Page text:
Federal Circuit Weighs in on Propriety of New Evidence Adduced During IPR Trial

cafc1In Genzyme Therapeutics v. Biomarin Pharma., the Federal Circuit considered what sort of notice and opportunity to be heard in an IPR will satisfy the Administrative Procedure Act (“APA,” 5 U.S.C. § 554(b) & (c)). Genzyme owns US 7,351,410 and US 7,655,226, which both concern methods of treating Pompe’s disease. When Biomarin petitioned for IPR of these two patents, Genzyme submitted a patent-owner statement arguing that the in vitro data in Biomarin’s petition were not sufficient to establish a reasonable expectation of success for the claimed methods, and therefore could not show that the challenged claims were more likely than not to be obvious.

The Board instituted IPR on both patents, despite Genzyme’s arguments about the insufficiency of in vitro data. In its petitioner response, Biomarin responded to Genzyme’s arguments about in vitro data by citing additional references that included in vivo data. Instead of arguing that these additional references do not establish a reasonable expectation of success, Genzyme pressed a procedural point, arguing that it was improper for the Board to consider references that were not included in the grounds of institution for each IPR trial. When the Board disagreed with Genzyme’s argument and relied on two of the in vivo references in its final written decision of unpatentability, Genzyme appealed this point to the Federal Circuit.

Judge Bryson wrote for a unanimous panel that also included Judges Moore and Reyna. The court disagreed with Genzyme’s argument in the strongest possible terms. The Federal Circuit noted that IPRs are trials, and that it is expected that additional evidence will come to light during the course of a trial. The Federal Circuit strongly disagreed with the idea that the Board is constrained to consider only those references that are cited in the institution decision. Indeed, the court noted that it had previously reversed the PTAB for refusing to consider a reference on the same grounds that Genzyme was urging here. Ariosa Diagnostics v. Verinata Health, 805 F.3d 1359, 1365 (Fed. Cir. 2015).

Rather, drawing on D.C. Circuit precedents, the court held that the APA is satisfied so long as the patentee has reasonable notice of the argument being advanced for unpatentability, and an adequate chance to respond. Here Genzyme was on notice of Biomarin’s reliance on the in vivo data from at least the point of Biomarin’s response brief. Also, during oral argument the PTAB questioned Genzyme extensively about several of the in vivo references. Genzyme could have moved under 37 C.F.R. § 42.64(c) to exclude the challenged references, but it did not. Therefore, the Federal Circuit held that Genzyme had been afforded adequate notice and opportunity to respond under the APA.

The Federal Circuit affirmed the PTAB’s holding of unpatentability for the challenged claims.

APA Review of IPR Decisions to Institute Proving to be a Dead-end

16515450_sThe recent ruling in Medtronic v. Lee, No. 1-15-cv-946 (E.D. Va. Jan. 21, 2016) clarifies certain important questions about whether APA review is available when a petitioner is dissatisfied with the PTAB institution decision. Perhaps not surprisingly, in view of Federal Circuit jurisprudence on judicial review of PTAB institution decisions, the answer in Medtronic is “no.”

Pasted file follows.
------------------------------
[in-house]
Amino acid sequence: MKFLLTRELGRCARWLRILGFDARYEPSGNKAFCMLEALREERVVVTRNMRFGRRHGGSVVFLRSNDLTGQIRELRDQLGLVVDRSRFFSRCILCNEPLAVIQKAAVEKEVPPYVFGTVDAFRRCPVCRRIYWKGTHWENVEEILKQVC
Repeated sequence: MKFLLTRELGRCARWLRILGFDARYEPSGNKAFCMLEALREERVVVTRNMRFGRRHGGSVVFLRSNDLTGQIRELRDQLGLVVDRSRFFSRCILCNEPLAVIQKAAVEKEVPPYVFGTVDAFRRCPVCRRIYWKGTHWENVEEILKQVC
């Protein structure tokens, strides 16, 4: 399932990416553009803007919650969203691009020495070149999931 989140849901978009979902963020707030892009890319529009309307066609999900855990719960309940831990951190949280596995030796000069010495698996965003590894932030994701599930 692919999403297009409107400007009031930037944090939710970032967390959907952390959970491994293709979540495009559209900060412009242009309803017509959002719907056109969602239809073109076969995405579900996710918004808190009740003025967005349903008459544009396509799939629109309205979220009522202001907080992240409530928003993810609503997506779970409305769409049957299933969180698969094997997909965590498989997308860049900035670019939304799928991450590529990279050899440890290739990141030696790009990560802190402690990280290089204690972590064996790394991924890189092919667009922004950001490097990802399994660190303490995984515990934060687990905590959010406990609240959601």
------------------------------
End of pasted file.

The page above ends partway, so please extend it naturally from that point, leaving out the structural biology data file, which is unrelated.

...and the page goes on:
This case involves a disappointed IPR petitioner suing Michelle Lee in her capacity as PTO director in the Eastern District of Virginia. The background to this suit began when Robert Bosch Healthcare Systems (RBHS) sued Cardiocom for patent infringement. Cardiocom responded by petitioning for IPR of RBHS’s patents. The petition was eventually denied, but after it was filed and before it was denied, Medtronic acquired Cardiocom as a wholly owned subsidiary. More than one year after RBHS filed suit, Medtronic filed a second IPR petition in its own name, not naming Cardiocom as a real-party-in-interest. The PTAB granted this petition. RBHS requested reconsideration, however, based on the one-year time bar and Medtronic’s connections to Cardiocom. The PTAB reversed itself on reconsideration and dismissed the Medtronic petition.

It has already been well-established that a party dissatisfied with the PTAB’s refusal to institute cannot seek appellate review in the Federal Circuit. St. Jude Medical v. Volcano Corp., 749 F.3d 1373 (Fed. Cir. 2014). Instead of wasting its time trying to convince the Federal Circuit to go against St. Jude, Medtronic instead sought review in the Eastern District of Virginia under the Administrative Procedures Act (APA), on the grounds that the PTAB’s decision to dismiss was arbitrary and capricious, or otherwise contrary to law. 5 U.S.C. §§ 702 & 704. The question of whether one can use the APA to get review of PTAB institution decisions is still open. GTNX Inc. v. INTTRA Inc., 789 F.3d 1309, 1313 (Fed. Cir. 2015). However, the Medtronic court reads 35 U.S.C. § 314(d) as completely stripping courts of any authority to review institution decisions, even review under the APA. While the Eastern District of Virginia is not necessarily the last word on this subject (especially in view of the recent certiorari for In re Cuozzo Speed Tech.), it does suggest that APA review will be no more availing than any previous efforts to seek review of a PTAB decision to institute or not institute.